We Deliver Dreams January 17, 2018

During a typical, full-term vaginal birth, there are three stages of labor. Because every pregnancy and delivery is different, there’s no way to tell how long each stage will last. One of the most frequently asked questions by pregnant women, especially first-time moms-to-be is: How will I know when labor begins?

Look for one or more of these signs of labor:

•  Hardening of the abdomen
•  Feeling as if the baby has dropped (lightening)
•  Mucus plug dislodging (also called the show), which may be clear or tinged with blood
•  Water breaking, which means the fluid-filled amniotic sac (also called membranes) has ruptured
•  Irregular contractions that become regular and more frequent and intense over time (as opposed to irregular and infrequent Braxton Hicks contractions)

“Expectant mothers should go to the hospital as soon as they begin experiencing signs of labor,” said Steven Seligman, MD, an OB/GYN specialist at Medical City Arlington. “Getting the appropriate medical attention is necessary to keep the mother and baby safe.”

Dr. Seligman said that pregnant women who are full-term (after 37 weeks) should go to the hospital if:

•  They are having contractions every 5 minutes for 1 hour
•  They have ruptured, leaking membranes or active vaginal bleeding

Dr. Seligman said that in addition to signs of labor, it’s also a good idea for moms-to-be to understand the stages of labor.

Stage 1 of labor.

True labor begins when regular contractions start and is considered to be the start of the first stage of labor.

Early labor.

During the first part of stage 1 labor, called early labor, the cervix will dilate (open) and efface (become softer and thinner) to allow room for the baby to move into the birth canal. Contractions may increase in intensity, coming every 5 to 20 minutes and lasting from 30 to 60 seconds. When the cervix is dilated to 3 centimeters, the next phase of stage 1 labor begins.

“Understanding the difference between early labor and active labor can be a challenge for pregnant women, especially first-time moms,” Dr. Seligman said. “That’s why it’s important to not only be educated on the different stages, but to not second-guess symptoms and seek medical attention when any new signs or symptoms happen during the pregnancy.”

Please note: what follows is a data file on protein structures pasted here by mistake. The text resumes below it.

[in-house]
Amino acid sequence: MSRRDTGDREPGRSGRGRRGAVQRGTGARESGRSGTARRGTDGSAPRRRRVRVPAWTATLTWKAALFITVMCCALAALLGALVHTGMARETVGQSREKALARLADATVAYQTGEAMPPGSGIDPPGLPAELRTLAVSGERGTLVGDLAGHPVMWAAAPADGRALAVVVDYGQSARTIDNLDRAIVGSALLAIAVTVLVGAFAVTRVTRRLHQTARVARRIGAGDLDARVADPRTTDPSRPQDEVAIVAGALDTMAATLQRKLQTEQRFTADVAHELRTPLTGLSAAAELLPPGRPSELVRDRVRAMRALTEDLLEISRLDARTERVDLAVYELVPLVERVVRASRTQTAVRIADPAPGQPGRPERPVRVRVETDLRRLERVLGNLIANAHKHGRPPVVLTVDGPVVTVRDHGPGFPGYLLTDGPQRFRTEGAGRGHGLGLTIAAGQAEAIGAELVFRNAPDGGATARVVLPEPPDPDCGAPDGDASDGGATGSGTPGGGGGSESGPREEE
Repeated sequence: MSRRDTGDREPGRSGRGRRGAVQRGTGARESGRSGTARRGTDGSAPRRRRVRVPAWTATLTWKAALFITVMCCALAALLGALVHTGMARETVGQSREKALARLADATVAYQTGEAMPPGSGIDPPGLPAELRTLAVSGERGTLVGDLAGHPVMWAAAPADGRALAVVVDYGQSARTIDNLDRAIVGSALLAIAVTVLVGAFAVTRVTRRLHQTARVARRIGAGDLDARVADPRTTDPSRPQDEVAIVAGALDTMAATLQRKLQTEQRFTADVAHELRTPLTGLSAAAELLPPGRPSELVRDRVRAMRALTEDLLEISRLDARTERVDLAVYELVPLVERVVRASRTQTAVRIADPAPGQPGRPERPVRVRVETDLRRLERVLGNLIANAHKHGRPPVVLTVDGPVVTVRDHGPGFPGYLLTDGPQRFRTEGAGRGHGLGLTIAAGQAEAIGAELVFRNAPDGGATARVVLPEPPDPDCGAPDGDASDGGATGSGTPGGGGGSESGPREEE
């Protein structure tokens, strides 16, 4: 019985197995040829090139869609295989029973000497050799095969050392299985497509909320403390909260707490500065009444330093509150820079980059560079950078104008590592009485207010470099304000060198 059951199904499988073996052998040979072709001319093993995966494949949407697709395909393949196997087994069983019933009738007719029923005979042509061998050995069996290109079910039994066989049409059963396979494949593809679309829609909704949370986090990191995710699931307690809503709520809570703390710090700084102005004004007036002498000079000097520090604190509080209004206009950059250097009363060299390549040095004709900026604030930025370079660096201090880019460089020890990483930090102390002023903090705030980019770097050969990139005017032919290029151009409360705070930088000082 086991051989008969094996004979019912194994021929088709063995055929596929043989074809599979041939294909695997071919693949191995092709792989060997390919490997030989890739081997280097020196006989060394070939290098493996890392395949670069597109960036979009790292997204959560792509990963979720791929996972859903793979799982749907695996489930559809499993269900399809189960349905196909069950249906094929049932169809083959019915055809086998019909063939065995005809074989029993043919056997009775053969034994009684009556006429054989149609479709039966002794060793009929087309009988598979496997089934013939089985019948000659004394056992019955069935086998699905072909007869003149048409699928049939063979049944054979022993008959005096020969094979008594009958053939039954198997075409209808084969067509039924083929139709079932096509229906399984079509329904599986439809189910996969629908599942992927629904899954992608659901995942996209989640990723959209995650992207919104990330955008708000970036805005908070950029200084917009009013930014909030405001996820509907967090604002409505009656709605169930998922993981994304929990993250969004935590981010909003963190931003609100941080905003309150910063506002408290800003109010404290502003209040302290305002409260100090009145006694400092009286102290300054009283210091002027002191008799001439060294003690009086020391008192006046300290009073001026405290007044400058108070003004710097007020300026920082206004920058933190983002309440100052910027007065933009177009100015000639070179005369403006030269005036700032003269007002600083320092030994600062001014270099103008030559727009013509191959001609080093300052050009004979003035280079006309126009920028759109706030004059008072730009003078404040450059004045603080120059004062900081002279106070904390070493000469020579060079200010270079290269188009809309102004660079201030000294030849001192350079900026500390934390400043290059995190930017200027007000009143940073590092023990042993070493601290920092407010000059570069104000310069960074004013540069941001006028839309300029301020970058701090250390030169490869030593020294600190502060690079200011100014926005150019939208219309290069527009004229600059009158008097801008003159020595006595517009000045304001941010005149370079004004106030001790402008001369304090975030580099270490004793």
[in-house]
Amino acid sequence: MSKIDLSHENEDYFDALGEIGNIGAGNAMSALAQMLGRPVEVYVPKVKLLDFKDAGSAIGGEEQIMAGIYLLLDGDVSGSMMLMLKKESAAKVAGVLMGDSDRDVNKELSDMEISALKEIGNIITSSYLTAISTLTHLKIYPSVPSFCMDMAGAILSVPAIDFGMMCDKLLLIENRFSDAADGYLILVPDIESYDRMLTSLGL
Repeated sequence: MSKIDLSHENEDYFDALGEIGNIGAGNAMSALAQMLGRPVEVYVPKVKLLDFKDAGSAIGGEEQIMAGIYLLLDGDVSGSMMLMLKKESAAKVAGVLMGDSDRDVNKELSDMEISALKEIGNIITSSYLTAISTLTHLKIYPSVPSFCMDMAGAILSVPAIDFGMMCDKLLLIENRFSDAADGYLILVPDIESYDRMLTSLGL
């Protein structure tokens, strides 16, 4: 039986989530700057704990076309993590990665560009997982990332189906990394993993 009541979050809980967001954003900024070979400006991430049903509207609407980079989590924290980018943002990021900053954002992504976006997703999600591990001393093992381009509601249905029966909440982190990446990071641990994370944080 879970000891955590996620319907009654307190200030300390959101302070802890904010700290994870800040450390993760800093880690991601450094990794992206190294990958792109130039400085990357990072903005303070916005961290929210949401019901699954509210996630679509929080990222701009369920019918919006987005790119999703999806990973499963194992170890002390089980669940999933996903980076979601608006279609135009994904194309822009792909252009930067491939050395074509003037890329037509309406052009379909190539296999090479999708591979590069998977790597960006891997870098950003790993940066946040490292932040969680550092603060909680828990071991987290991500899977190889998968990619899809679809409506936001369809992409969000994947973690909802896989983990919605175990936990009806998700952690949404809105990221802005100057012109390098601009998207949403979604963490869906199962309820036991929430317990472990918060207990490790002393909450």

Active labor.   

The second part of stage 1 labor is called active labor and it will last until the cervix is fully dilated to 10 centimeters. Contractions will become stronger and more frequent and intense. The water may break if it hasn’t already and there may be pressure and pain in the back. The active labor phase is when many women ask for pain relief, such as epidural anesthesia. On average, a women’s cervix dilates at approximately one centimeter per hour, so active labor can last four to eight hours or longer.   

Stage 2 of labor.

The second stage of labor begins when the cervix is fully dilated to 10 centimeters and is fully effaced. This is the stage when the baby is born!

Stage 2 is the pushing stage and can last from a few minutes to several hours or more. First time moms and women who’ve had an epidural typically spend more time in this stage. The attending healthcare provider will give instructions for when to push.

In a normal, uncomplicated birth, the baby will be head-down in the birth canal, facing backward. If the baby is in any other position, the physician may deliver the baby in that position, try to rotate the baby or perform a C-section for the safety of both mother and baby. Stage 2 is complete when the baby is delivered and the umbilical cord is cut.

“It is our hope that every mom-to-be makes it smoothly through every stage of labor for the grand finale of welcoming her newborn into the world,” said Dr. Seligman. “It’s a beautiful and rewarding experience, and those of us who take part in delivering babies enjoy sharing it with patients and families.”

Stage 3 of labor.

The hard part is over. All that remains is to deliver the placenta, an organ created by the body during pregnancy to provide nutrients to the developing baby. (Read more about the science behind body changes during pregnancy.)

Delivering the placenta should be a breeze compared to delivering the baby! Mild contractions and a single push may be all that is needed. Contractions will continue to help the uterus begin to return to its normal size, which typically takes about six weeks.

Now that you’re an expert on the stages of labor, check out our helpful tips and videos in Infant Instruction Manual: How to Swaddle a Baby and More.

We don’t just deliver babies. We deliver dreams. Find the perfect doctor for you or your baby.

Sign Up for Our E-Newsletter

Revised 1/29/2019